Entering the Public Domain

Every year, under United States copyright law, the intellectual ownership of creative material published 95 years earlier shifts from an individual author or artist to the general public. Commonly, this is referred to as a work “entering the public domain.”

The process of entering the public domain signals a new transition within the lifecycle of copyright. This new era of public ownership is significant for many reasons, but chief among them is that it allows anyone to use and build upon the content of this material as they wish, largely without fear of copyright infringement. Publishers can release new editions, scholars can create new compilations, and the public can rediscover long-forgotten works.

At the beginning of this year, Princeton University Library (PUL) launched its “In the Public Domain” digital collection, a curated selection of books entering the public domain starting in the year 2020 (or those published in 1924) that have been chosen by the librarians in PUL’s Special Collections Department.

Curated by Jennifer Garcon, Librarian for Modern and Contemporary Special Collections and Emma Sarconi, Reference and Outreach Specialist, the project began by releasing items from 1926 and 1927 on January 1, 2023. Throughout 2023, new pages will be added to the collection for items from 1924 and 1925. From there, the project will add a new slate of items every January.

illustrated cover image of “Copper Sun” by Countee Cullen

Cover of “Copper sun,” by Countee Cullen; with decorations by Charles Cullen

“All of the books that were selected were important milestones in literature,” said Garcon, “although only two each year have been recognized as canonical within a North American literary landscape. The others celebrate the narratives of women, Queer, and/or People of Color to challenge and expand notions of the canon.”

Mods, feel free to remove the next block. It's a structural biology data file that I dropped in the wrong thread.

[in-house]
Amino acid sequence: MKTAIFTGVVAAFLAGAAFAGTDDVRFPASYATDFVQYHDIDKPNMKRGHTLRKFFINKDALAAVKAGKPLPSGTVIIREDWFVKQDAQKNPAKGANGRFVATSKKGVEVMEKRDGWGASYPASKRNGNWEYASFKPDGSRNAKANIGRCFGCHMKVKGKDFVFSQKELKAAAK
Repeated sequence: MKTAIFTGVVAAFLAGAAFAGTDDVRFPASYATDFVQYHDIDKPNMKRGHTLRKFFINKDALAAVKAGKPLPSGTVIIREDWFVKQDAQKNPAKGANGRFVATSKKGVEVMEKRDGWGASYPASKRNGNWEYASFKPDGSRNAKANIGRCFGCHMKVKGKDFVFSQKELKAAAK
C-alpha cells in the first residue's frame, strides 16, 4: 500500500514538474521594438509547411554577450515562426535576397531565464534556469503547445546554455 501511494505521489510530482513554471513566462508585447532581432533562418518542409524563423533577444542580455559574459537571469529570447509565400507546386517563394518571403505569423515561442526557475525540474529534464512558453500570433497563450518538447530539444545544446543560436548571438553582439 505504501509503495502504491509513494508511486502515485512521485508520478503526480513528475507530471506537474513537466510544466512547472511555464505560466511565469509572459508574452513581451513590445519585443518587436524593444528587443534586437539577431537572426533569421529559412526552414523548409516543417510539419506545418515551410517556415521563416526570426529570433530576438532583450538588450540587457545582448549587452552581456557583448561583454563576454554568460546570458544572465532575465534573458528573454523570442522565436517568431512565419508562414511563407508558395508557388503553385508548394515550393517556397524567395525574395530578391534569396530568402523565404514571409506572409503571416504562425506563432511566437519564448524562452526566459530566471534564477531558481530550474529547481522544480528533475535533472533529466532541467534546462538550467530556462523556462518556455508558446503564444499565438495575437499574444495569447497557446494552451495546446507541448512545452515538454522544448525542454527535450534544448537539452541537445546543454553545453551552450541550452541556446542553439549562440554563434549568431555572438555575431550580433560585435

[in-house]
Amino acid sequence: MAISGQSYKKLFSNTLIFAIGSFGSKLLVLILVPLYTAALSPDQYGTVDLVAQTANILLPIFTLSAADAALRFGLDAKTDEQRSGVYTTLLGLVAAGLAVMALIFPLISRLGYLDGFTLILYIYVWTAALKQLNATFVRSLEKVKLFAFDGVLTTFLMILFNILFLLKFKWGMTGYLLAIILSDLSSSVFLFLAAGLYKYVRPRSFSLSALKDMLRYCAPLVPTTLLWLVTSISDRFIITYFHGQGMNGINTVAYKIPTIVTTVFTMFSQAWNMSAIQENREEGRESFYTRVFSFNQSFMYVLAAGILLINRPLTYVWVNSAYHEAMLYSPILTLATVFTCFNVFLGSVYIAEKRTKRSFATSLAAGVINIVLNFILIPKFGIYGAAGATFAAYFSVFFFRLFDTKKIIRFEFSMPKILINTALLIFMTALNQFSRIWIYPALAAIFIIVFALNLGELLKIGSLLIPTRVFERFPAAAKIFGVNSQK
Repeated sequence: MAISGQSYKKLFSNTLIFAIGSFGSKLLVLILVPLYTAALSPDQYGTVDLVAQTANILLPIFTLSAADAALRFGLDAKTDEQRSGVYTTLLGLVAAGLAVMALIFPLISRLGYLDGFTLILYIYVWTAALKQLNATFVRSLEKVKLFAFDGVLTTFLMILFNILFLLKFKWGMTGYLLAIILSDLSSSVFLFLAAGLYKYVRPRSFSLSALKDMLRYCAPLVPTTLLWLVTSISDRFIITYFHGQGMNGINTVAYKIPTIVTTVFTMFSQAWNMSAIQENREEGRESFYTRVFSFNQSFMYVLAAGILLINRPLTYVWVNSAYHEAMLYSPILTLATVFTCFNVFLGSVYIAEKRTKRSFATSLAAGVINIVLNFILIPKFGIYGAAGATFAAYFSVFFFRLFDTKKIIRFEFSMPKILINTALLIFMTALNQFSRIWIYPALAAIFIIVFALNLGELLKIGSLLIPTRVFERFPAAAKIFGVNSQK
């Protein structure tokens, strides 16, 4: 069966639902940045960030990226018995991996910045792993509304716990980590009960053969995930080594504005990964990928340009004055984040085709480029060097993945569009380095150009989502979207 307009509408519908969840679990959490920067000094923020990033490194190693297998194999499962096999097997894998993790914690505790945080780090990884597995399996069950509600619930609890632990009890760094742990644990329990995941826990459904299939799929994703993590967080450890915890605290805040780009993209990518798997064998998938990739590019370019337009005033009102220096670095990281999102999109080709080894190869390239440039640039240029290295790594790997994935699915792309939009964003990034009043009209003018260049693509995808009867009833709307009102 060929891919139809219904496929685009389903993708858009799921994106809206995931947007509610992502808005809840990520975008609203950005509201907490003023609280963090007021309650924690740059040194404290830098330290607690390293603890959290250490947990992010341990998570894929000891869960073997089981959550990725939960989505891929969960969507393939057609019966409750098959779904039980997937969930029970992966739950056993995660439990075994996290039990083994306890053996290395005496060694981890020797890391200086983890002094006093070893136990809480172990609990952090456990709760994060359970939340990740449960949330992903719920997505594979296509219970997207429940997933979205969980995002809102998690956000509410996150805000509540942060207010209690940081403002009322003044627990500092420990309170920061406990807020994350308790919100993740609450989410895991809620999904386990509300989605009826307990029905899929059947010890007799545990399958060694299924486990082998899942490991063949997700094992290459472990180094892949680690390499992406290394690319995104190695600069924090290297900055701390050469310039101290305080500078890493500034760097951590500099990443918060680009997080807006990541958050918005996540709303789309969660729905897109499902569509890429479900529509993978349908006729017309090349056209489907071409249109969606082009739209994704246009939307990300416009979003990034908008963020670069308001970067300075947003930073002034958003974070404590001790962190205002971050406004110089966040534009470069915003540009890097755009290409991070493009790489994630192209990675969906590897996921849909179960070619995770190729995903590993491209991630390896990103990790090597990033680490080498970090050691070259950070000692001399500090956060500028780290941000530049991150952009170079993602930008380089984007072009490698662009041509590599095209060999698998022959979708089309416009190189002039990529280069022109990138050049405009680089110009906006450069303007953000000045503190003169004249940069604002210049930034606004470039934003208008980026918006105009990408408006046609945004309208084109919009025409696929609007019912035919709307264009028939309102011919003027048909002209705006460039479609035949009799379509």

By making these items digitally available and highlighting them here, PUL hopes to enrich common understandings of the 20th-century literary landscape, inspire readers and scholars to explore works previously unknown, and challenge itself to engage and explore the multiplicity of voices held in its stacks.

“The project aims to elevate and celebrate significant works that have not been recognized by the dominant canon or scholarship,” said Sarconi. “By diversifying the type of material found in Princeton’s digital holdings, we hope to broaden and increase access to our materials, and support and encourage research on a wider range of material.”

Sarconi added, “These lists are not meant to be definitive nor comprehensive; they are not meant to be bibliographies. Rather, they are meant to inspire, excite and expand what it means for a work to be ‘important’.” 

Black & white illustration, 3 silhouetted figures under a light, listening to a trombone; illustrations bordering image

Image from “God's trombones: seven Negro sermons in verse,” by James Weldon Johnson; drawings by Aaron Douglas; lettering by C. B. Falls

“We are indebted to those who have come before us – the scholars, researchers, and enthusiasts who had already identified examples of early 20th-century African American literature, Queer Literature, Women’s Literature, and Indigenous Literature in bibliographies, essays, and blog posts,” said Garcon. “In addition to these bibliographies, we consulted lists of authors considered ‘forgotten’ and others considered ‘firsts.’ We thought about our own personal relationship with the canon, the authors we read and didn’t read in our schooling. We thought about what the canon means for all of us. With this in mind, we crafted a guiding mandate for the objectives of this project and proceeded in identifying material that highlights narratives by or about the experiences of women, Queer and/or People of Color.”

While the project is limited to objects currently held by PUL, where Princeton is the primary holding institution, students, faculty, and staff are welcome to suggest titles that they think should be included in future years. Use the Special Collections “Ask Us!” form to submit recommendations.

Garcon concluded, “There are books that are not on these lists that we wish were or could be. Maybe one day, we will have the opportunity to add them.”

Visit Digital Princeton University Library to view an ever-growing number of thematic digital collections and exhibitions, as well as accompanying content from librarians, curators, and other subject experts.

To learn more about the University’s policies concerning copyright and intellectual property, visit Copyright at Princeton

Published March 7, 2023

Written by: Stephanie Oster, Publicity Manager

Media contact: Barbara Valenza, Director of Library Communications